When Jesus’ disciples asked him how to pray, he gave them a short little example. It’s commonly called “The Lord’s Prayer” (though some suggest “The Disciples’ Prayer” would be a more appropriate label.) Others refer to it as “Our Father” after its opening phrase.
The Lord’s Prayer is found in Matthew 6:9-13. In the NIV, it’s only 53 words long and 66 words if you include the additional text at the end that is not found in all manuscripts:
“Our Father in heaven, hallowed be your name, your kingdom come, your will be done, on earth as it is in heaven. Give us today our daily bread. And forgive us our debts, as we also have forgiven our debtors. And lead us not into temptation, but deliver us from the evil one” (53 words)… “for yours is the kingdom and the power and the glory forever. Amen,” (13 more words; 66 total).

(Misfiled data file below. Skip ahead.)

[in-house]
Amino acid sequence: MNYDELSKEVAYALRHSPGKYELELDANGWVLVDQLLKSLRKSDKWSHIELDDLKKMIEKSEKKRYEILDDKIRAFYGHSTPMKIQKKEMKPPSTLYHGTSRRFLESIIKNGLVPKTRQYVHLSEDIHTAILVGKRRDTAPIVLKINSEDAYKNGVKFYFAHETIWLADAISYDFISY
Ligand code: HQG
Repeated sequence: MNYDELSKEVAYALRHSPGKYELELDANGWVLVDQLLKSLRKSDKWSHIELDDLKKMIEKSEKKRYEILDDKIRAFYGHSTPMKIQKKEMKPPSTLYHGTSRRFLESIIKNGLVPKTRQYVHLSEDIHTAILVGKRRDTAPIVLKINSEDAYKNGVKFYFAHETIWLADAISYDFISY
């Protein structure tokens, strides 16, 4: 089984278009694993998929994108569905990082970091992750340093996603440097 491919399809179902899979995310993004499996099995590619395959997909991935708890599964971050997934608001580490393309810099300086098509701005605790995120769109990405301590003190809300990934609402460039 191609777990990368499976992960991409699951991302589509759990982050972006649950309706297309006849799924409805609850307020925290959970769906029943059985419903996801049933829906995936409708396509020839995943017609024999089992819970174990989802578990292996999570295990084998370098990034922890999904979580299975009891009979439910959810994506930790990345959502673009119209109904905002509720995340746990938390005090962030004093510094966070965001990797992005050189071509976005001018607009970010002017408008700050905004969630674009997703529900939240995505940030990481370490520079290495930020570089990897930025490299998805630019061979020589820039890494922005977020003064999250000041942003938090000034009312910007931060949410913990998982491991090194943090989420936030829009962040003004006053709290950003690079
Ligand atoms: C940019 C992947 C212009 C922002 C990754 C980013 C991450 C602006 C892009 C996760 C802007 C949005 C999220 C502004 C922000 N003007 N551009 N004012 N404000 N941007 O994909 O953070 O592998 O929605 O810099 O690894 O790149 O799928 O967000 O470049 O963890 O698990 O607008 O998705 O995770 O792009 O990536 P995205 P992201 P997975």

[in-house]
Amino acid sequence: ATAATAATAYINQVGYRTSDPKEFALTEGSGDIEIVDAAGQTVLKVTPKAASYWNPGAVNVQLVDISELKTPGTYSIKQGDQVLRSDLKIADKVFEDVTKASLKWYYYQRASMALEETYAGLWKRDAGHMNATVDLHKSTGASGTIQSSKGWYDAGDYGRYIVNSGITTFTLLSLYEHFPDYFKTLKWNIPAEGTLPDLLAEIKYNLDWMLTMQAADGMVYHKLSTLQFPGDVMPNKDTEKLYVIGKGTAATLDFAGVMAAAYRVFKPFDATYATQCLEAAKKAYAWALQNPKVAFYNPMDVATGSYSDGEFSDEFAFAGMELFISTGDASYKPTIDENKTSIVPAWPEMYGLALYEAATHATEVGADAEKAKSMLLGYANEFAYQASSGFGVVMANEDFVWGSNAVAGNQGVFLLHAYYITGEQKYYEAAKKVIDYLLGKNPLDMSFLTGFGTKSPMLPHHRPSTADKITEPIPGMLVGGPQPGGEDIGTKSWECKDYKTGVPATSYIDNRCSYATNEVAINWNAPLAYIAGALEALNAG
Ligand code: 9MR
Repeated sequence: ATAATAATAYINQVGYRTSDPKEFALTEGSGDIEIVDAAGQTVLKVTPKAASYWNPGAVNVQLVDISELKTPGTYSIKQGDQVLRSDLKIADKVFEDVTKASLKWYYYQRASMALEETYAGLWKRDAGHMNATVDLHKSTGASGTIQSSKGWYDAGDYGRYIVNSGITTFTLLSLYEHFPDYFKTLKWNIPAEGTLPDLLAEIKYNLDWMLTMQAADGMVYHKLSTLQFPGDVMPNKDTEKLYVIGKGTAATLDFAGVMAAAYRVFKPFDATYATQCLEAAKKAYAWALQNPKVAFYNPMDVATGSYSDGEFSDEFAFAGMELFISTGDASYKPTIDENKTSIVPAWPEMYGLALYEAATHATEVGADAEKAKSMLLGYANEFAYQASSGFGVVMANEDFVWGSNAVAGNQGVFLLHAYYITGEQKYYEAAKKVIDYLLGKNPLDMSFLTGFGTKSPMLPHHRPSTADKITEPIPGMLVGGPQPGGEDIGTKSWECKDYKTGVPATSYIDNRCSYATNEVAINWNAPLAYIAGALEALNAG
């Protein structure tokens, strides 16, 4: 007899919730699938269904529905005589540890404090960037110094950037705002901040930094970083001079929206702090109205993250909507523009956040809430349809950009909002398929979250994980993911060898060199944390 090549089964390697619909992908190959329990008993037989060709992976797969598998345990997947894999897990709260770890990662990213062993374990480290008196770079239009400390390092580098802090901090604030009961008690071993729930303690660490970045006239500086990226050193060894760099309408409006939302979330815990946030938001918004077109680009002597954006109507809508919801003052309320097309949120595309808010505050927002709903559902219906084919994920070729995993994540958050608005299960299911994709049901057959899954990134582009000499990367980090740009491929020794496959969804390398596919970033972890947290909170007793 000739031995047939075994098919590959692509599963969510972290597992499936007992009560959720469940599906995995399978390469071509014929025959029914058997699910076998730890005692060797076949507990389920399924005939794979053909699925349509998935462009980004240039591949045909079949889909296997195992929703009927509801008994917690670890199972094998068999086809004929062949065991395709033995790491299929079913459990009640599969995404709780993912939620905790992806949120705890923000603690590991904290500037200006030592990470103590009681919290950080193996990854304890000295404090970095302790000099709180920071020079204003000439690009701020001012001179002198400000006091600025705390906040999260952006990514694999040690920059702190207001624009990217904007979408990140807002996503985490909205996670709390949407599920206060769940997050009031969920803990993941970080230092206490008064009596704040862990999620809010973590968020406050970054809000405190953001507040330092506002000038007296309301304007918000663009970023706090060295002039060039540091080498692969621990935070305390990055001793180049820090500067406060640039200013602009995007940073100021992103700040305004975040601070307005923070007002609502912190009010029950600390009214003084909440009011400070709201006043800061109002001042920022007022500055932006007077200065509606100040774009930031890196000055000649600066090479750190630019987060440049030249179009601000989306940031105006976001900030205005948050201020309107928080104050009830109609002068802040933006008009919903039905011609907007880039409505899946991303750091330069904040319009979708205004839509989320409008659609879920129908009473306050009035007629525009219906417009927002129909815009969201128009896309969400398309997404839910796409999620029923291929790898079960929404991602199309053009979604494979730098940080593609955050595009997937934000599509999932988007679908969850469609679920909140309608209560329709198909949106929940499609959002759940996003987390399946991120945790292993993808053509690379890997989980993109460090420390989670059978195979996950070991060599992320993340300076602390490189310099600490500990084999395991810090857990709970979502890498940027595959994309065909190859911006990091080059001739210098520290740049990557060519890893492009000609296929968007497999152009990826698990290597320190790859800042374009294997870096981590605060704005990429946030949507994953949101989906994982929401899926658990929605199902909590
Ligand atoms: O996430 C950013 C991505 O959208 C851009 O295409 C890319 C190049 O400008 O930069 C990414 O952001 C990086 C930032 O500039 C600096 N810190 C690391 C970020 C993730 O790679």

The Lord’s Prayer is also found in Luke 11:2-4. Compared to Matthew’s version, it omits two phrases and simplifies others, so it is even shorter, at only 34 words:
“Father, hallowed be your name, your kingdom come. Give us each day our daily bread. Forgive us our sins, for we also forgive everyone who sins against us. And lead us not into temptation,” (34 words).
I’ve never heard anyone recite Luke’s version, have you?
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